Jan 31, 2013

Welcome to the Mr-Potato-Head Oscars

From my Guardian column: — 
"Best Film / Best Director splits, which use to happen roughly once a decade, have happened four times since 1998. And while Best Actor / Actress used to follow Best Picture the majority of the time, in the last decade only three Best Picture winners — Million Dollar Baby, The Artist, and The King’s Speech — have generated heat for their lead actors. Increasingly, actors win awards for their work in small, low-budget indies in which they gnaw off their left leg. The last film to pull off a sweep of all top five categories — Best Picture, Best Director, Best Screenplay, Best Actor, Best Actress — was Silence of the Lambs, over 20 years ago. Increasingly, sweeps are the rarity, not splits. The academy has always liked to “spread the wealth,” but this is something different. It testifies to a much larger fragmentation that has to do with the way business is done in Hollywood.  In a nutshell, the global blockbuster economy has scooped out what remained of the American movie business, sending it to the hills, from which it makes the occasional darting foray, under cover of one of the studio’s specialty divisions, or some pocket money from HBO.   As Spielberg himself noted in 1997,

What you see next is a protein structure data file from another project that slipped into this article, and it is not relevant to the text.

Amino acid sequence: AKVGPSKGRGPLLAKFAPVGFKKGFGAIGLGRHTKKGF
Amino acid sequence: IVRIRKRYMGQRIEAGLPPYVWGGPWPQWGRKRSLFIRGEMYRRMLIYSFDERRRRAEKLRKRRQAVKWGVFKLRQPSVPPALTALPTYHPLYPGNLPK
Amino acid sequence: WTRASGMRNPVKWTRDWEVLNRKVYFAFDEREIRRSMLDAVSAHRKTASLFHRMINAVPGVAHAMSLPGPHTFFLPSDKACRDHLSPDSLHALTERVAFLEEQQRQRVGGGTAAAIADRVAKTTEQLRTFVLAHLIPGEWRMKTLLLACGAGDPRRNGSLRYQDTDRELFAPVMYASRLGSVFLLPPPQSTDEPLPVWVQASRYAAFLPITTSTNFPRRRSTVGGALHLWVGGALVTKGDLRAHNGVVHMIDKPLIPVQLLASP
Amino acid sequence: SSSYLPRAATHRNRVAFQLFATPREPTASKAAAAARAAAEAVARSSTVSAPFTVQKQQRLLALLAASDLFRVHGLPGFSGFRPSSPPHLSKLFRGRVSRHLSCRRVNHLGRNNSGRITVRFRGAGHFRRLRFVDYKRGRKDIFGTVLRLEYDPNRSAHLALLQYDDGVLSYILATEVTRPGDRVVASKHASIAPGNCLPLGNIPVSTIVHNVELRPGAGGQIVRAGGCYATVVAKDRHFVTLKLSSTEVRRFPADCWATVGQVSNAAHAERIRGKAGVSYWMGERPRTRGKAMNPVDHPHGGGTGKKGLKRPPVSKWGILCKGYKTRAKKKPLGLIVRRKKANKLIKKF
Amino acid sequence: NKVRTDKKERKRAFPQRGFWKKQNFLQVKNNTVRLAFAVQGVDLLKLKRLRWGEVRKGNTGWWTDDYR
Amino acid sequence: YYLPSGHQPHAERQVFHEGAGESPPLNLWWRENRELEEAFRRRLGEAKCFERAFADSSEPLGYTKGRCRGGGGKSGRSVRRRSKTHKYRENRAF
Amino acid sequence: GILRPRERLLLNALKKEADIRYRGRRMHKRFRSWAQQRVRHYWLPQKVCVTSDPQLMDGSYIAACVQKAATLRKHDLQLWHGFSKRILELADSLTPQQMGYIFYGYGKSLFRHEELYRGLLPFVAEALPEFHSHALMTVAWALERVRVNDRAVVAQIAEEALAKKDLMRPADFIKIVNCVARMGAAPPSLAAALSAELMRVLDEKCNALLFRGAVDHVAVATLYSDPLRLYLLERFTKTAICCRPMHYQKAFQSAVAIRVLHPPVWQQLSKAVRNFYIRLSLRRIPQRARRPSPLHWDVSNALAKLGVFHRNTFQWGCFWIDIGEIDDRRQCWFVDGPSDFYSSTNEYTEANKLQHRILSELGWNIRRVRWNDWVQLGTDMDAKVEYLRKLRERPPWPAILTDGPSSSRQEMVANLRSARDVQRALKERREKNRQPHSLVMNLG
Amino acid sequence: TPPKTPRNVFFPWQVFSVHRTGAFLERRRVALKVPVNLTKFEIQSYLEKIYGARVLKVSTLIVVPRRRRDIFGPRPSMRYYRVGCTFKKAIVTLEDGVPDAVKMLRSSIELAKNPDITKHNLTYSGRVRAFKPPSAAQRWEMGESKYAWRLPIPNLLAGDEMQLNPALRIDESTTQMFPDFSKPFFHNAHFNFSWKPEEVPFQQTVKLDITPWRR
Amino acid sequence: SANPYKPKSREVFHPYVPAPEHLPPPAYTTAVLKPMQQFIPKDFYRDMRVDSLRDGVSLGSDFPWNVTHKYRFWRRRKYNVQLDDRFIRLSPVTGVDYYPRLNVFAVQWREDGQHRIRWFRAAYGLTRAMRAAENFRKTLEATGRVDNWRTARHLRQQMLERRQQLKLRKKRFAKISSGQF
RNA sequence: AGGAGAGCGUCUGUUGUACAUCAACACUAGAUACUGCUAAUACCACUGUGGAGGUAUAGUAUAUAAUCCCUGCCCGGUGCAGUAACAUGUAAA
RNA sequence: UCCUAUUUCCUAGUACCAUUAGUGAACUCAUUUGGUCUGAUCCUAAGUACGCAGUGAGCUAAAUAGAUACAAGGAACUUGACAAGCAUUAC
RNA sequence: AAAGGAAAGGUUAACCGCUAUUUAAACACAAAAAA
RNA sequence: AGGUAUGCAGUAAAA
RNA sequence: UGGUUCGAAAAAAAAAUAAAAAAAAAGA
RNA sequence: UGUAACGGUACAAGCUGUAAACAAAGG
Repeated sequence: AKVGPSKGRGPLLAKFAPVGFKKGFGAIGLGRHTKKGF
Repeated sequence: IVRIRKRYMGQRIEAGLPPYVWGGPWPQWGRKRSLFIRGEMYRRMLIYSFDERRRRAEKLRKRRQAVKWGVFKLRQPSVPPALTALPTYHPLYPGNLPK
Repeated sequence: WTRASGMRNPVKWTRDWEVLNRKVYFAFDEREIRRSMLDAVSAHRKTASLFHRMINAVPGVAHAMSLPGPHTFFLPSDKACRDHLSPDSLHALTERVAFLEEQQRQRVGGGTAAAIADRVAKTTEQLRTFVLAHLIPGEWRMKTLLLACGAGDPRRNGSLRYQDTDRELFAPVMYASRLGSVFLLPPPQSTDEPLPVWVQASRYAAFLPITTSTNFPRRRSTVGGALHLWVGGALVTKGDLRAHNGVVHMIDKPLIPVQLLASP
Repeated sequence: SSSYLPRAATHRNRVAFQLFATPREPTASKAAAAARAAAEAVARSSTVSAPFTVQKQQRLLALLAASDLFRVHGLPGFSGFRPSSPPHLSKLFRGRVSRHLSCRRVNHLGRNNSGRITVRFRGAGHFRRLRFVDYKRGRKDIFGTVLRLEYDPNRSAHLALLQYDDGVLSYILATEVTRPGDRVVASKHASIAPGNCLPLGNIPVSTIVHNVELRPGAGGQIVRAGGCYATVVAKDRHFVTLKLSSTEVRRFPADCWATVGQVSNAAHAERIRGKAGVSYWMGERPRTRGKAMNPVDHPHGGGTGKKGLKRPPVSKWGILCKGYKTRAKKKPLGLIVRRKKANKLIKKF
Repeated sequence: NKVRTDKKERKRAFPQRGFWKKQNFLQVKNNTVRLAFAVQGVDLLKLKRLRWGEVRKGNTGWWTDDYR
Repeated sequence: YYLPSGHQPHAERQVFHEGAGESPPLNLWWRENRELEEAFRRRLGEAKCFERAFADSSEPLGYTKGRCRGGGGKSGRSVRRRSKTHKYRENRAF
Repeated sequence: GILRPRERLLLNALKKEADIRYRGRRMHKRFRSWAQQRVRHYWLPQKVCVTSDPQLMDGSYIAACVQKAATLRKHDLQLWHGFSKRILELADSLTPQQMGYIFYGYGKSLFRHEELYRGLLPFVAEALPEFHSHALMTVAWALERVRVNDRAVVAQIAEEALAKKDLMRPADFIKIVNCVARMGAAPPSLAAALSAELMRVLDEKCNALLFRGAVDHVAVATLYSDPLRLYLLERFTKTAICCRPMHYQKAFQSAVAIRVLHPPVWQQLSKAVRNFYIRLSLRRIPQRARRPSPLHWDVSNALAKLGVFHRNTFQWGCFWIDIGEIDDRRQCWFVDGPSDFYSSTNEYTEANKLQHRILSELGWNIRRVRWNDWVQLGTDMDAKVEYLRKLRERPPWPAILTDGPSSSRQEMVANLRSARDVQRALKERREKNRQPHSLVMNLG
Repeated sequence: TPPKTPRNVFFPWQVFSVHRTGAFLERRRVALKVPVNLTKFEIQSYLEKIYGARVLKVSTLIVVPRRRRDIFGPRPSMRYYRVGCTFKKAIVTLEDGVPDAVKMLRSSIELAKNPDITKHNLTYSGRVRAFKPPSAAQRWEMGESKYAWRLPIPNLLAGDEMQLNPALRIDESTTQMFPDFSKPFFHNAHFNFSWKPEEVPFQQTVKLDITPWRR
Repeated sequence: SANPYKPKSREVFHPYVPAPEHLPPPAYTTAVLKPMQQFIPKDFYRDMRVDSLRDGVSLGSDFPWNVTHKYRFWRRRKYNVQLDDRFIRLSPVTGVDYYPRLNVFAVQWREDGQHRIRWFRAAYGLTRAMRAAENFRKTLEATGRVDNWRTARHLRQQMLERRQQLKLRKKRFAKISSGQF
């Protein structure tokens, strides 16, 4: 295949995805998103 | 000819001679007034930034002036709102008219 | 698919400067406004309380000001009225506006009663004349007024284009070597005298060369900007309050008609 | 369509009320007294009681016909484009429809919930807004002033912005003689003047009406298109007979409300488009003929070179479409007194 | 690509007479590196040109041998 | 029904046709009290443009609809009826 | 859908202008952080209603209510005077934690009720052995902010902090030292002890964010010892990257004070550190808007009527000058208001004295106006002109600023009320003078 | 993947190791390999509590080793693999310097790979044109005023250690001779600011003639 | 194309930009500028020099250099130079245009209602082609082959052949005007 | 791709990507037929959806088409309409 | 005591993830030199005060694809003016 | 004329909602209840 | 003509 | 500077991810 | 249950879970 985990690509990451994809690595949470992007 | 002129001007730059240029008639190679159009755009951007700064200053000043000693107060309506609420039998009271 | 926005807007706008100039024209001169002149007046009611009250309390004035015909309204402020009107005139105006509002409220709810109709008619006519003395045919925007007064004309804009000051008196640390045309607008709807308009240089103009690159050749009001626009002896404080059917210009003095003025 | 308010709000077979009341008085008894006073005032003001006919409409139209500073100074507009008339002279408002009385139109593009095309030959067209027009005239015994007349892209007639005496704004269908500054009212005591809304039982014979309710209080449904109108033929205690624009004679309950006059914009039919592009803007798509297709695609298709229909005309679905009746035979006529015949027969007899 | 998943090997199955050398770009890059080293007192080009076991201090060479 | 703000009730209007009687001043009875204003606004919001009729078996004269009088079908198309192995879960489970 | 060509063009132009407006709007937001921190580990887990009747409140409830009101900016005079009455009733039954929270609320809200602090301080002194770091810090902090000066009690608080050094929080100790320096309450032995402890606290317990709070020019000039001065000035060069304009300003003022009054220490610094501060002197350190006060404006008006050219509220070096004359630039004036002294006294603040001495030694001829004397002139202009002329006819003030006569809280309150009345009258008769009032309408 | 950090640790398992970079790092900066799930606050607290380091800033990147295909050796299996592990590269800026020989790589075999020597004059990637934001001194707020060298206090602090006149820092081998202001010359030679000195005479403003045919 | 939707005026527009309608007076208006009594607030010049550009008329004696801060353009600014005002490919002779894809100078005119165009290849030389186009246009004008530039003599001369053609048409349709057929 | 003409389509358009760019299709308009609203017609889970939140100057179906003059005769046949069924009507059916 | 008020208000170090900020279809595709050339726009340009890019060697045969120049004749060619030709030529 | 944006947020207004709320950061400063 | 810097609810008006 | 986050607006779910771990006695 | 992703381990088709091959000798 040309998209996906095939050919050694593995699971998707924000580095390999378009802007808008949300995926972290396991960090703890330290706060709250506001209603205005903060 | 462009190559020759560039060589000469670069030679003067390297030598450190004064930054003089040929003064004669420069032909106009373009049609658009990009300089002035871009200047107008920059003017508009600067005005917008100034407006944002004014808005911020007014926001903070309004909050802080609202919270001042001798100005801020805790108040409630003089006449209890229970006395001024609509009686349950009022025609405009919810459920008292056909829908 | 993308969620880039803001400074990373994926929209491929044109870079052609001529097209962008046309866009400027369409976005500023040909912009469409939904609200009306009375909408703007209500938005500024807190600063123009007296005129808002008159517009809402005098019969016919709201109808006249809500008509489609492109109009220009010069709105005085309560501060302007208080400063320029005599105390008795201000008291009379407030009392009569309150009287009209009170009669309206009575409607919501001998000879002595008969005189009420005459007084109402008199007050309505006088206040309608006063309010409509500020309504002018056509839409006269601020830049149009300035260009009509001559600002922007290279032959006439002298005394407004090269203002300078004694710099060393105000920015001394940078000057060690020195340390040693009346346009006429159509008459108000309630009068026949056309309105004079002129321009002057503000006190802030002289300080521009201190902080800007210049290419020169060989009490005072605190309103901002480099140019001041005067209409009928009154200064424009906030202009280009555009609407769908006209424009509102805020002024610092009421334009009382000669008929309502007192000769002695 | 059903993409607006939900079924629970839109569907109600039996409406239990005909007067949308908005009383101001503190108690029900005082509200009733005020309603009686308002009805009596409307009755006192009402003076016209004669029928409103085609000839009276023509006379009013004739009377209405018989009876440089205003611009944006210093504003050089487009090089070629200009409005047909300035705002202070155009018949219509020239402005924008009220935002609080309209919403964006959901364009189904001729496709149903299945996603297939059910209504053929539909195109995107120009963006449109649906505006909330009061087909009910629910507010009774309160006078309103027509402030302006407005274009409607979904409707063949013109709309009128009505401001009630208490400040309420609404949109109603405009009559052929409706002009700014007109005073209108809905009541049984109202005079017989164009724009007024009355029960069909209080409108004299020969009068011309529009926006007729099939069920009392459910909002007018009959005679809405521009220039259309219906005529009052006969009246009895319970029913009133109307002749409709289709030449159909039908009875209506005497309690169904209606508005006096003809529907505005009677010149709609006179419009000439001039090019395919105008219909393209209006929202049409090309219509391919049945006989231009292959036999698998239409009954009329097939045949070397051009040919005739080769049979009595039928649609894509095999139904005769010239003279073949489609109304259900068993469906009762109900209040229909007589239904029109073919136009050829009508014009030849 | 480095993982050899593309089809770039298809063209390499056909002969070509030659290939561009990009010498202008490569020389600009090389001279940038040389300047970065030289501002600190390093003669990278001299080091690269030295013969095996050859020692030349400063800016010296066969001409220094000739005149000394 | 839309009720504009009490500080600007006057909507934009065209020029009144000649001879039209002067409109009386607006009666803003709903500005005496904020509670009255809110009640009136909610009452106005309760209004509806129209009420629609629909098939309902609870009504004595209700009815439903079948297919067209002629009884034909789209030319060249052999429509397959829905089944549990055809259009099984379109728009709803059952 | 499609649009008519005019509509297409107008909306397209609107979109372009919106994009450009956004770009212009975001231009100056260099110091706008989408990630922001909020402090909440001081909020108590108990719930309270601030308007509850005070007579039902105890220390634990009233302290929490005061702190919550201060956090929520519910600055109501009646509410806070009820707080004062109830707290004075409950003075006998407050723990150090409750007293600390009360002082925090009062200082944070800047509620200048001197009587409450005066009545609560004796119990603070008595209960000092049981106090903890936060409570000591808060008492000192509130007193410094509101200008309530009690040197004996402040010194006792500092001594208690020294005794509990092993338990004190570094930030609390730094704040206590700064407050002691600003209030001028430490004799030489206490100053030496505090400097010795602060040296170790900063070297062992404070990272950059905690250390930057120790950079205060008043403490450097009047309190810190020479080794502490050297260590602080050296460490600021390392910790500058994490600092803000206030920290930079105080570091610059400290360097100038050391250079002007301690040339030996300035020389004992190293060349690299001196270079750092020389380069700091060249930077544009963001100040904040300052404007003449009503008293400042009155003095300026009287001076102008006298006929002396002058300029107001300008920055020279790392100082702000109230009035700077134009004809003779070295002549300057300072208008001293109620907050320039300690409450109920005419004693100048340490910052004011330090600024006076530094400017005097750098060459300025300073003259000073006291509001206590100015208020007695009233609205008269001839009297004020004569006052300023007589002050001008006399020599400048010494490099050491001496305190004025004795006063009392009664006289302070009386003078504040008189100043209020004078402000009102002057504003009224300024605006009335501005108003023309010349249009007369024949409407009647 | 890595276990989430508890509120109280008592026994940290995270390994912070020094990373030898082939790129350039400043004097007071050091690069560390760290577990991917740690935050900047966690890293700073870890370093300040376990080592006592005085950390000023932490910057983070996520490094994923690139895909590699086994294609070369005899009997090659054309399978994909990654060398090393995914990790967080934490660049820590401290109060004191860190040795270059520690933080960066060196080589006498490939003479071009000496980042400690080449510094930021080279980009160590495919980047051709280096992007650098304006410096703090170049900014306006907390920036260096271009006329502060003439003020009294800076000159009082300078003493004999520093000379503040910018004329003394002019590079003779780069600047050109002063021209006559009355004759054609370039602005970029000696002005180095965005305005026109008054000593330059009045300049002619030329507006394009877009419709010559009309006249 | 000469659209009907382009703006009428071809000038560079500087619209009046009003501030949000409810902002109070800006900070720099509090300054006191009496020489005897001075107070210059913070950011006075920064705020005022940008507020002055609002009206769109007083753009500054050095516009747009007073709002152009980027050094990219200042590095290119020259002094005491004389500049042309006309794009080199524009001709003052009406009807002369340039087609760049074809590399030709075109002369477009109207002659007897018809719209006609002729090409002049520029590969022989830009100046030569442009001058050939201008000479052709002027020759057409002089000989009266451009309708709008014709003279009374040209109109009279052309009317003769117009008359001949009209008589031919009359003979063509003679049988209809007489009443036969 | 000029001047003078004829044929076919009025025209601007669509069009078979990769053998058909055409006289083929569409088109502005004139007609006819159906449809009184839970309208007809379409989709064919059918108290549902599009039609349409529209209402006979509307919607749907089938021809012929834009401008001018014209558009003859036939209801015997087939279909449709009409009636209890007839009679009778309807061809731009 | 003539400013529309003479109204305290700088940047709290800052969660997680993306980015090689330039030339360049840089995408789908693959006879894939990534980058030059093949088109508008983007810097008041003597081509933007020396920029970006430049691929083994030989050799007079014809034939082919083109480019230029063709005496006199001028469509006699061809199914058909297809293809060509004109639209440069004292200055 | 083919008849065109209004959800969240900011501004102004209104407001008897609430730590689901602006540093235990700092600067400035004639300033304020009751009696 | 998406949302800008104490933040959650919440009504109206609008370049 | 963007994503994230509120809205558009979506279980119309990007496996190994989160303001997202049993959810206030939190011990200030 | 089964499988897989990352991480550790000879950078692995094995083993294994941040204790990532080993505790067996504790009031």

"It is getting to the point where only two kinds of movies are being made, the tent-pole summer or the Christmas hits or the sequels, and the audacious Gramercy, Fine Line or Miramax films. It’s kinda like India where there's an upper class and a poverty class and no middle class. Right now we are squeezing the middle class out of Hollywood and only allowing the $70 million plus films or the 10 million minus films."